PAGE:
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Western Region Statistics

The purpose of the Child Well-Being Needs Assessment (CWBNA) is to learn about the well-being of the child and family population, identify contributing factors or higher risk contributors to poorer outcomes for children, and determine what assets and resources are available to improve child-wellbeing in Ohio. 

As part of the planning process each region must inform the development of a comprehensive needs assessment that communicates the needs identified in the region’s respective counties. This report represents the culmination of numerous data collection efforts to develop a comprehensive needs assessment for the Western Ohio region.

Collaborative Process for Sharing and Analyzing Data

This needs assessment was developed through a collaborative process of collecting and analyzing data, involving many sectors of the community – state and local government, non-profits, community foundations, health care providers, academia, the state health department, ensuring representation of populations that are at higher risk or have poorer outcomes including kinship care providers and young parents. 

The Western Ohio prevention planning process relied on data from multiple sources, both qualitative and quantitative, to identify child abuse and neglect prevention priorities. 45 service providers and prevention specialists participated in an online survey and a focus group session, and 53 caregivers and community members participated in an online survey. Secondary quantitative data analysis used data sources related to child maltreatment and well-being from federal, state, and local sources.

The intent of the needs assessment process was to identify significant trends, issues, and developments in child well-being, identifying current strategies and gaps in service throughout the region. Sources of data for this report include the Ohio Department of Health, Ohio Department of Job and Family Services, the Ohio Department of Education, the Bureau of the Census’ American Community Survey, the Ohio Development Services Agency, the Ohio Mental Health and Addiction Services, the Ohio Office of Criminal Justice Services, the Centers for Disease Control and Prevention, and Feeding America in partnership with the USDA Economic Research Service. The most current data and five-year trend data were obtained wherever possible. Additional effort was made to standardize key indicators by county for comparison purposes and to enable targeted strategy implementation. Please refer to the appendices for the survey, focus group, and secondary data summaries.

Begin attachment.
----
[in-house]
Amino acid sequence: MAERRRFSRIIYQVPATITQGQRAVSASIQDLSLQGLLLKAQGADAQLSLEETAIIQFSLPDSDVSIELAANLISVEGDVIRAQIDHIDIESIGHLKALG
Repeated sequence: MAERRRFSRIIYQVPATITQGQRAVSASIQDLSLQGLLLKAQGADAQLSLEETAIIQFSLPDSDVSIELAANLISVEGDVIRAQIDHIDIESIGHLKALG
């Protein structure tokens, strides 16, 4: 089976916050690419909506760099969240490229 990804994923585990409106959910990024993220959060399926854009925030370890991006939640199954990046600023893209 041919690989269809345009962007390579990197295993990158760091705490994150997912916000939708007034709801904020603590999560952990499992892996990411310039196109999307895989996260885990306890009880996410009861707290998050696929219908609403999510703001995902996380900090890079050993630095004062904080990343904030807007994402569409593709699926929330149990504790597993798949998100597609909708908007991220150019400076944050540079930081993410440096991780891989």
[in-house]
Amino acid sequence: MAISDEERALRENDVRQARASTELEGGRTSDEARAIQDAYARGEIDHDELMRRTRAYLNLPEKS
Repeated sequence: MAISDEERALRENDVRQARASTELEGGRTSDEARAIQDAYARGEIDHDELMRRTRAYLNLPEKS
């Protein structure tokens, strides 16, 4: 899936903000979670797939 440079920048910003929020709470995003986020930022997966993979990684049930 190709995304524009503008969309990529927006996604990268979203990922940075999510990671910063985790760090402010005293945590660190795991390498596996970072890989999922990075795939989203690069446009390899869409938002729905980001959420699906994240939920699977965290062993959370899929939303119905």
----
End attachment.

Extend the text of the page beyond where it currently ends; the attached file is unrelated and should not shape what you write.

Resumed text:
Review of the data from these sources also results in the identification of the following challenges of child abuse and neglect prevention efforts in the region.

  • There were over 15,000 allegations of child abuse and neglect reported annually from 2016-2018 and 16,451 allegations in 2019 in the Western Region.
  • The rate of reports per 1,000 children of child abuse and neglect in Hardin, Logan, Montgomery, and Shelby Counties outpace the Region. 
  • One out of every five allegations of child abuse and neglect are substantiated allegations in the region.
  • Three out of every ten family risk assessments indicate substance use or emotional/mental functioning are a risk contributor to child abuse and neglect reports. Family assessments where substance use is indicated are considerably higher in Clark and Hardin counties, while assessments where emotional/mental health functioning is a risk contributor are higher in Auglaize and Preble Counties.
  • In 2018, approximately 54% of 3- and 4-year-olds were not enrolled in early education in the region. 
  • There are approximately 12 births per 1,000 teenage females in the Western Region. In Clark County, the 5-year rate is 60% higher than the State of Ohio.
  • While the percentage of students demonstrating kindergarten readiness in the region is comparable to the state, only 30.2% of students demonstrated kindergarten readiness in Preble County compared to 42.3% in the Western Region. 
  • Enrollment of students who have one or more disabilities has remained consistent over the past five reported school years – one in seven students has one or more reported disabilities.
  • In focus groups and surveys, service providers and caregivers agree there is a lack of concrete supports like childcare and substance abuse/mental health treatment. 
  • Respondents indicated that long waitlists, lack of transportation to service locations, and a general lack of knowledge of available services are the primary reasons that caregivers in need cannot access these services. 
  • Service providers feel that limited funding and restrictive funding streams negatively impacts service providers’ ability to assist families.

Service Provider Focus Group Participants noted:

  • A variety of parent education programs are a need in Western Ohio.
  • Childcare at the same site as the community-based parent support program would positively impact attendance.
  • A more convenient time of day or location would also influence caregivers to participate in parent skill-building programs.
     

Access the full Needs Assessment for a comprehensive view of the scope of the child abuse and neglect issue in Western Ohio.